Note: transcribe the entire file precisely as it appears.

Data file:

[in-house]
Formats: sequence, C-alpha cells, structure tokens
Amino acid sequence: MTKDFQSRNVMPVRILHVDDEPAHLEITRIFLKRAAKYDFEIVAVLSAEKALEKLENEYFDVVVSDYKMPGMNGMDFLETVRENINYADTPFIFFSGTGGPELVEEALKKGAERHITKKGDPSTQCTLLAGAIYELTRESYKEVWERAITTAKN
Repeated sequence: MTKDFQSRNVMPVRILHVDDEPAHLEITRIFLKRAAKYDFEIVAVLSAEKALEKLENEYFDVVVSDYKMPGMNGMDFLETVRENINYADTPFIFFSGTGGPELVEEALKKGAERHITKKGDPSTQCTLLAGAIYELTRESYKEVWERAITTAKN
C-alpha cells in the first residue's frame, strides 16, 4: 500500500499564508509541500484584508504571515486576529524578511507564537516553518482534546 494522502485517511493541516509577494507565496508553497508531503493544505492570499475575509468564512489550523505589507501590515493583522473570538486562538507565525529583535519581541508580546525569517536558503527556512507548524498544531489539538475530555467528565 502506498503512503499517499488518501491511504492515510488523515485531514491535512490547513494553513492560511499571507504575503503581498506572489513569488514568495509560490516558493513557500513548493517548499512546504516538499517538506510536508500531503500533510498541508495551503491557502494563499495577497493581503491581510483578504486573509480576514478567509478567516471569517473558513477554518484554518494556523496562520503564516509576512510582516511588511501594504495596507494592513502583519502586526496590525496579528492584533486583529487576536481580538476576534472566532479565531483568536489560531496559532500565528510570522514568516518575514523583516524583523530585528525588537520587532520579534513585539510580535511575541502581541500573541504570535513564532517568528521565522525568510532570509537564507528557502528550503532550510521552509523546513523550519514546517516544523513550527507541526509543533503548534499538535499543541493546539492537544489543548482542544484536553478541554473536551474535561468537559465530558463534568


[in-house]
Formats: sequence, C-alpha cells, structure tokens
Amino acid sequence: MTKDFQSRNVMPVRILHVDDEPAHLEITRIFLKRAAKYDFEIVAVLSAEKALEKLENEYFDVVVSDYKMPGMNGMDFLETVRENINYADTPFIFFSGTGGPELVEEALKKGAERHITKKGDPSTQCTLLAGAIYELTRESYKEVWERAITTAKN
Repeated sequence: MTKDFQSRNVMPVRILHVDDEPAHLEITRIFLKRAAKYDFEIVAVLSAEKALEKLENEYFDVVVSDYKMPGMNGMDFLETVRENINYADTPFIFFSGTGGPELVEEALKKGAERHITKKGDPSTQCTLLAGAIYELTRESYKEVWERAITTAKN
C-alpha cells in the first residue's frame, strides 16, 4: 500500500499564508509541500484584508504571515486576529524578511507564537516553518482534546 494522502485517511493541516509577494507565496508553497508531503493544505492570499475575509468564512489550523505589507501590515493583522473570538486562538507565525529583535519581541508580546525569517536558503527556512507548524498544531489539538475530555467528565 502506498503512503499517499488518501491511504492515510488523515485531514491535512490547513494553513492560511499571507504575503503581498506572489513569488514568495509560490516558493513557500513548493517548499512546504516538499517538506510536508500531503500533510498541508495551503491557502494563499495577497493581503491581510483578504486573509480576514478567509478567516471569517473558513477554518484554518494556523496562520503564516509576512510582516511588511501594504495596507494592513502583519502586526496590525496579528492584533486583529487576536481580538476576534472566532479565531483568536489560531496559532500565528510570522514568516518575514523583516524583523530585528525588537520587532520579534513585539510580535511575541502581541500573541504570535513564532517568528521565522525568510532570509537564507528557502528550503532550510521552509523546513523550519514546517516544523513550527507541526509543533503548534499538535499543541493546539492537544489543548482542544484536553478541554473536551474535561468537559465530558463534568